General Motors says it plans to cease production of some models at three vehicle assembly plants in the USA and Canada in 2019. GM has several plants running well below that, and Barra said North American operations overall were operating at 70 percent capacity.
The Hamtramck and Lordstown assembly plants are now operating on one shift.
In the fall, the Detroit automaker offered buyouts to 18,000 white collar workers, but it has yet to say how many accepted, or if its's close to meeting the staff reduction goals it set to better withstand leaner times.
GM's North American salaried workforce, including engineers and executives, will shrink by 15 percent, or about 8,000 jobs. Some UAW workers could land jobs at other GM factories, but many will face uncertain futures unless GM reverses course.
The reduction includes about 8,000 white-collar employees, or 15 percent of GM's North American white-collar workforce.
GM shares rose as much as 7.8 percent following the announcement, and were almost 6 percent higher at $37.97 in midafternoon trading.
But he has made big promises to auto workers in both states.
The company is battling rival automakers to be first in line to mass produce the cars of the future.
GM plans to announce a broader restructuring of its efforts as it shifts more of its focus toward electrified and autonomous vehicles, the source said.
"We're taking these actions while the economy is strong", Barra said. "This industry is changing very rapidly". Although, if GM is serious about leading in autonomous cars, it might start by offering its best semi-autonomous technology-Cadillac's outstanding SuperCruise-on every last auto and truck in the GM lineup, instead of letting it languish as a pricey option on the now-DOA Caddy CT6.
Those cuts are in addition to $6.5 billion that the company has announced by the end of this year.
GM also said that the company will jettison the Buick LaCrosse, Chevrolet Impala and Cadillac CT6 sedans next year.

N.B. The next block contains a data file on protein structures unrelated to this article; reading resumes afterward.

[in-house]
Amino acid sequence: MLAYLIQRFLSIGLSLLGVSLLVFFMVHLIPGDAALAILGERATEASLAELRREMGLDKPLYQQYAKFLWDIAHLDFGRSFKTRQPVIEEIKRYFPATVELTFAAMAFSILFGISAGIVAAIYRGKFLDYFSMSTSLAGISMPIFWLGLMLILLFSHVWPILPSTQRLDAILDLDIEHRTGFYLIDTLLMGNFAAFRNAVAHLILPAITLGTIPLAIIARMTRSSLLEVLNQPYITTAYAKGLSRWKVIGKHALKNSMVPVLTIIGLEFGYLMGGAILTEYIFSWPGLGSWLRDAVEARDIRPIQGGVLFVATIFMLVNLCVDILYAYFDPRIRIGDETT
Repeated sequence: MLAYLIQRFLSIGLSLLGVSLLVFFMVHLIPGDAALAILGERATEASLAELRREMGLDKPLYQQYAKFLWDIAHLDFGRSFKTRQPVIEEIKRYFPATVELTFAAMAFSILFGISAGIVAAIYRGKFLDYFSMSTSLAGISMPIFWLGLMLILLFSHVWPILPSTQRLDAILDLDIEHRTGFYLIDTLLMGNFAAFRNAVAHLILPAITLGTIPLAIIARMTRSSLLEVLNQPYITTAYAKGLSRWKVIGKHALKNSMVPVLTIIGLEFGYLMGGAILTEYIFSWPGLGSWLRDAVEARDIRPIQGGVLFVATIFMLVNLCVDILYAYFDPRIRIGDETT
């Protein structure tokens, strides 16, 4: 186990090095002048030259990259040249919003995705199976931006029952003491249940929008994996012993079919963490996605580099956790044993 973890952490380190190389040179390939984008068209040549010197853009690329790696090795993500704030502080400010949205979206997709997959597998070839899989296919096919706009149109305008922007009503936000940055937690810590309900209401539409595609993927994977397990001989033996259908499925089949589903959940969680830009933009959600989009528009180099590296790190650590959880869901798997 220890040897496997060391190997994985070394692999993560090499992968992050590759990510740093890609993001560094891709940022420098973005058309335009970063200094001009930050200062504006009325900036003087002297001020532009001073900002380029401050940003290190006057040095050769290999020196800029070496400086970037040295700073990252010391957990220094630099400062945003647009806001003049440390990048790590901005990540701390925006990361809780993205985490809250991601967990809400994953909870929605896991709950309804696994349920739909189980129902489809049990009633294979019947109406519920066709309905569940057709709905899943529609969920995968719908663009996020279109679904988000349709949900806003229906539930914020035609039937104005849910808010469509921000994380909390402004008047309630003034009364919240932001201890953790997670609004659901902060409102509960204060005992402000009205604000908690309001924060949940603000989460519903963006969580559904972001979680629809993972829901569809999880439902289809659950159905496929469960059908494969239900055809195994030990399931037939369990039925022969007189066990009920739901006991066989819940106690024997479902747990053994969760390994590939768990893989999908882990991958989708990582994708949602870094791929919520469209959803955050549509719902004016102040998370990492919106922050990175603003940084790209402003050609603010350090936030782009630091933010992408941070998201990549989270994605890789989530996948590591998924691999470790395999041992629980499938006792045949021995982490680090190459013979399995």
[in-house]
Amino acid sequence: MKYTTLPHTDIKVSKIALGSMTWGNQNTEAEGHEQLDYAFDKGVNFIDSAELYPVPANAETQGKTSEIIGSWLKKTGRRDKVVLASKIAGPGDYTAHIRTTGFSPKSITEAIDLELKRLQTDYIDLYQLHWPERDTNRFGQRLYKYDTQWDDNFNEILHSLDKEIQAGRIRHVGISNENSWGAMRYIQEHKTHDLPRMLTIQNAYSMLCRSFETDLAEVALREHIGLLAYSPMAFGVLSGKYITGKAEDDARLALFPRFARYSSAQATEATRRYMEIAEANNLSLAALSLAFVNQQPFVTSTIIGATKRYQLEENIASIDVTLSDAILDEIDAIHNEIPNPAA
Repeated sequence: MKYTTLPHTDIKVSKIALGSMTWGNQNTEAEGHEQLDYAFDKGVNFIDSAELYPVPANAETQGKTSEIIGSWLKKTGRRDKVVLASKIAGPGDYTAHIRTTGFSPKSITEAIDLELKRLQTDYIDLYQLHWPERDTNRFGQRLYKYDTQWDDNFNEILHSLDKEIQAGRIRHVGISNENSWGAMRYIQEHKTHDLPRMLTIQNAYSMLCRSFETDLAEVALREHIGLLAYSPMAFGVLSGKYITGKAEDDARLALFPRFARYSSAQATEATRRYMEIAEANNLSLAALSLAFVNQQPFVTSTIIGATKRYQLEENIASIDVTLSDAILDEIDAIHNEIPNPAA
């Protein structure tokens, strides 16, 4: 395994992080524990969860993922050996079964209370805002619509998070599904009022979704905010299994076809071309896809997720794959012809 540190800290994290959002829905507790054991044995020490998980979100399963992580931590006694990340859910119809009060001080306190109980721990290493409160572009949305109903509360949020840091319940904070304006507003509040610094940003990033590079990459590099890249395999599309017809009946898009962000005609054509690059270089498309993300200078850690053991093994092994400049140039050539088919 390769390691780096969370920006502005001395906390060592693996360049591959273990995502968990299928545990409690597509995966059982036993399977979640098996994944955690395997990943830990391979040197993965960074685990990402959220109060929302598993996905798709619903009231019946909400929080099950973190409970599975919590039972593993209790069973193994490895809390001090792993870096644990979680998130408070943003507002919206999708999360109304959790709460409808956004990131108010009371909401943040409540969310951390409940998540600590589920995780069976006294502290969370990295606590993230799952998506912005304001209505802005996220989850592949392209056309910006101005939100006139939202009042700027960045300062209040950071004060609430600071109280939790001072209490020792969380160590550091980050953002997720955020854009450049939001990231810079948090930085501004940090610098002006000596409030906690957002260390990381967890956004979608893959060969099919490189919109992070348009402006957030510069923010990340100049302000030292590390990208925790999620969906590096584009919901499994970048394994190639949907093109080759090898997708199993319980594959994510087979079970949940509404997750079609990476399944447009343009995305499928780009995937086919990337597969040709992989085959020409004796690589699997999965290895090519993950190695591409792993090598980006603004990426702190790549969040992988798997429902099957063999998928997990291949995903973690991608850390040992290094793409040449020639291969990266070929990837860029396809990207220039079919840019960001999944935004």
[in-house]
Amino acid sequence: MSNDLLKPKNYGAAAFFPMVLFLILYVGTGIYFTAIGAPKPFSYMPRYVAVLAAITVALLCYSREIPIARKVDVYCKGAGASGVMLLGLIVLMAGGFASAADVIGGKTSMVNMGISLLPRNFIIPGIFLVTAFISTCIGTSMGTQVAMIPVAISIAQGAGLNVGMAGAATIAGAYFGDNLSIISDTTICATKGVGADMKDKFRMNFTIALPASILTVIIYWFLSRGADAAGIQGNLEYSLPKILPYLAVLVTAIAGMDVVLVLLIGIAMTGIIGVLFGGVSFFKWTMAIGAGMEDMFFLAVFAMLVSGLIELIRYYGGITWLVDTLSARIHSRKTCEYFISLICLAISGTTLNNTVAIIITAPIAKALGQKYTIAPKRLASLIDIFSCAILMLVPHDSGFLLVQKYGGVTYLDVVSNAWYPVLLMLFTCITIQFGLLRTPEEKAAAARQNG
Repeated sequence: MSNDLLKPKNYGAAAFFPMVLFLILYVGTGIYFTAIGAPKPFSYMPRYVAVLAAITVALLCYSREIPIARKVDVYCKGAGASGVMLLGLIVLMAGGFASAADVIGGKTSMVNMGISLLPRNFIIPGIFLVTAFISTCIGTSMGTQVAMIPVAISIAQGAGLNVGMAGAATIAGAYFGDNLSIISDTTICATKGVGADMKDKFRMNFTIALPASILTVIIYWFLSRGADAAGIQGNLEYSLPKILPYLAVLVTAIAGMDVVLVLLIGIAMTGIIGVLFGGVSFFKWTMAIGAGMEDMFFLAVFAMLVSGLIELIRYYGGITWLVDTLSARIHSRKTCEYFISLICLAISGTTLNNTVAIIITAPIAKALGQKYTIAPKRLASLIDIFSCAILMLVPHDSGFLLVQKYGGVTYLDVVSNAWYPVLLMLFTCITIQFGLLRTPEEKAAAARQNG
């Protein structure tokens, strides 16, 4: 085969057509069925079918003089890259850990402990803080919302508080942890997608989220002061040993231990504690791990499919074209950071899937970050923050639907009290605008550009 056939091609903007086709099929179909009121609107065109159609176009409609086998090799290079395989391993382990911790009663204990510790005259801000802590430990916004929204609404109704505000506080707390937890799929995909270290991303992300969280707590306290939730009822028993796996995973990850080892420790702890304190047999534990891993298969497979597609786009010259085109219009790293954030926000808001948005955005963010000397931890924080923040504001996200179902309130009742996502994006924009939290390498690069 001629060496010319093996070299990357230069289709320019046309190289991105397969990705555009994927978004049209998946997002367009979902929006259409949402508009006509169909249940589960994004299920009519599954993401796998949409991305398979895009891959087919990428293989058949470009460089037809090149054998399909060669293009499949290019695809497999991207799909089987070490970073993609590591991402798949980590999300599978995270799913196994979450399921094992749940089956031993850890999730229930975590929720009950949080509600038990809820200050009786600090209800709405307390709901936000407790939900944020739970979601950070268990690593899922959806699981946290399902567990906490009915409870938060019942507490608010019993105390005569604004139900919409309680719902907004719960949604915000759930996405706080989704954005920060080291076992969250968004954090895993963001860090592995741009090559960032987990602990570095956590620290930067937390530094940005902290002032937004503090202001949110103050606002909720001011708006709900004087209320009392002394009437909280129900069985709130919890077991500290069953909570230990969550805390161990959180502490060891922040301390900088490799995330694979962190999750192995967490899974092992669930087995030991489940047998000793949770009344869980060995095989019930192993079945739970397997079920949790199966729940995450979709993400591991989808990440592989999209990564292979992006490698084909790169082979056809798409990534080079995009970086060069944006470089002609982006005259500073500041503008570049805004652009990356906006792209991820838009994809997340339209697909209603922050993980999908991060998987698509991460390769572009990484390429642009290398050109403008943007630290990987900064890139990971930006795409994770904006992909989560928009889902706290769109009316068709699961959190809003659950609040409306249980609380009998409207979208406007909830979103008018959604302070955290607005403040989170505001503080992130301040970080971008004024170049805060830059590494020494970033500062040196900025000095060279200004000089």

As recently as 2012, passenger cars made up more than 50 percent of all US new vehicle sales. The automaker in June ended the second shift at its factory in Lordstown, Ohio, cutting 1,500 workers.
General Motors Co.'s (GM's) plan to cancel production at US factories and cut thousands of jobs drew a swift rebuke in the industrial heartland where US President Donald Trump posted surprising electoral wins premised on his pledge to restore manufacturing. Oshawa, just east of Toronto, has built GM cars for a century.
The layoffs will affect workers at a propulsion plant just outside Baltimore.
Still, political fallout was strong and swift in both the US and Canada. The United Auto Workers union, which represents employees at GM's USA factories, said in an emailed statement that it will challenge GM's decision through legal, contractual, and collective bargaining means. Still he added he was holding onto hope GM would use the massive facility to build a new product. I have spoken to UAW President Gary Jones and the city's economic development team.
Canadian Prime Minister Justin Trudeau said he spoke to Barra on Sunday to express his "deep disappointment" with the closure.
"So far, President Trump has been asleep at the switch and owes this community an explanation", U.S. Representative Tim Ryan, a Democrat whose district includes Lordstown, wrote on Twitter.
"They say the Chevy Cruze is not selling well", he said.
"Get a vehicle that is selling well and put it back in", Mr Trump said.
Barra said tariffs on imported aluminum and steel have hit the company, but she stopped short of saying they had anything to do with the restructuring. Ford said the same.
GM opened the Lordstown plant in the late 1960s. But unless GM can replace the Cruze with another model, this really looks like the end. Republican Senator Rob Portman told GM chief executive Mary Barra on Monday that the company should bring a new product to the plant and he also urged GM "to at least reallocate some of the production and employees to the Toledo GM plant". Those voters ended up playing a crucial role in his election, and Trump's reelection fortunes may hinge on them again in 2020.
"I said, those jobs have left Ohio". If the Lordstown jobs are coming back, it's not happening soon. "Don't sell your house". "And in return, GM has turned its back on us when we need them the most". But where looming job cuts leave some hearts cold, the prospect of high (er) profits and share prices is bound to warm others.